At the Coalition of National Park Service Retirees, Bill Wade questioned the need for backcountry webcams.

"I could accept electronic monitoring equipment in remote areas for resource monitoring purposes, although I believe it would be inappropriate in wilderness except under temporary circumstances," Mr. Wade said. "I'm leery about their use in remote areas for safety reasons because of response time - and installing them may place an obligation on the NPS to respond in a timely fashion, something that might be difficult given current staffing levels, or be subject to greater liability under tort action. I also think there is a question about the cost and the reliability of this kind of equipment.

"One only has to look at the problems along the US-Mexican border with attempts to electronically monitor activity to get a sense of cost vs. reliability," he continued. "Given cost of installation and maintenance of equipment vs. reliability, I'm not sure it would save any money at all."

At the National Parks Conservation Association, Yellowstone program manager Patricia Dowd agreed with Mr. Wade's assessment, adding that, "If Yellowstone National Park is truly concerned about the safety of those in the backcountry, increasing staff (such as interpretation and law enforcement) is a much better route to take. Part-time or seasonal employees are a good investment. Providing education to people in the backcountry pays far greater returns than installing remote monitoring equipment."

Back at Yellowstone, Mr. Nash said that if anyone does propose to install backcountry webcams, the proposal "may require their own additional NEPA (National Environmental Policy Act) analysis.”


If there were webcams in the backcountry it wouldn't bother me because I don't do anything unlawful and if I were involved in an accident of some kind it would be helpful. We hardly notice the city webcams and shouldn't think to much about the backcountry ones. It does seem silly to put them way out in the woods and there must be better uses for the money.

Hey Kurt, thanks for continuing the discussion. I think with current trends in our national parks, which remain comparably safe to other areas of America but not without its struggles, we're going to need to have this debate. Yellowstone in that comprehensive plan raised the issue, so let's talk about it.

My follow up:

I seriously doubt that the goal of the webcams is law-enforcement, nor even that they are to watch humans.

Wire less and webcam technology are almost to the point that they can replace the old motion or heat triggered wildlife cameras. They're likely to be much smaller, as well as provide real time data without someone packing in to download and reset the cameras, more reliable, and cheaper.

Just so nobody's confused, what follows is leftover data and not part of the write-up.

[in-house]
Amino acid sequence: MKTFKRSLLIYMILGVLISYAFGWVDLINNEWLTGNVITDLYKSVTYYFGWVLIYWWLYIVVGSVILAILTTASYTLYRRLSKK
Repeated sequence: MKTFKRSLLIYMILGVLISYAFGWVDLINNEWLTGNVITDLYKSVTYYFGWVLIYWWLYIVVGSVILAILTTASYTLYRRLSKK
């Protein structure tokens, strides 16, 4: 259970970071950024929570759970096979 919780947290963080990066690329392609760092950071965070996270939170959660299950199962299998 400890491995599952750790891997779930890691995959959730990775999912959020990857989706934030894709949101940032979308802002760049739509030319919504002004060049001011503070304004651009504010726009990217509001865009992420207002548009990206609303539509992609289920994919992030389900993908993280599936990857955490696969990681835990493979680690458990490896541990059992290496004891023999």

If I were a backcountry manager at Yellowstone, I'd use the webcam data not only for monitoring wildlife abundances, but also for simple things like grizzly bears currently in the vicinity of some backcountry campsites, which I would either close for the couple of weeks or at least provide additional warnings to folks obtaining backcountry permits so that they might alter their plans. That's safety information.

That said, if I were a backcountry manager, I'd also have to consider the possibility of folks positively shifting their use toward locations with current bear or wolf activity, increasing the potential for harm to visitors but also to wildlife due to armed visitors being too bold and getting too close.

I'm glad I'm not a backcountry manager.

I'm wondering if there's a difference between fully designated wilderness and a place like Yellowstone where none of their backcountry has any wilderness designation. Would the webcams be considered a non-conforming use that wouldn't be allowed? Even in areas which are "potential wilderness", I understand that often only allows pre-existing non-conforming use to continue.

Hmm, webcams in the wilderness? Guess I'm old fashioned, but I really don't like the thought that Big Brother is watching in the last place you want to be watched. Also, how about those who like to run around in the altogether when out in the woods? Will the couple who get a bit romantic during a hike have to search around for a possible hidden candid camera before indulging their passions? Nope, don't like it.

I think they are finding a way to put webcams in the backcountry to help monitor thermal / volcanic activity changes after earthquakes

Well, anon, they already have a pretty good existing network of instrumentation throughout the park to monitor volcanic activity. As they explain at the Yellowstone Volcano Observatory, "There are permanent stations that monitor earthquakes, deformation, and hydrologic data in real-time."

And if that were truly the reason behind this option, why not simply come out and say that?

I don't see why it would be any different other than technological evolution from a fire watchtower [which was the visualized 'perfect job' I dreamt of when I came home from Korea 41 years ago, that I never realized].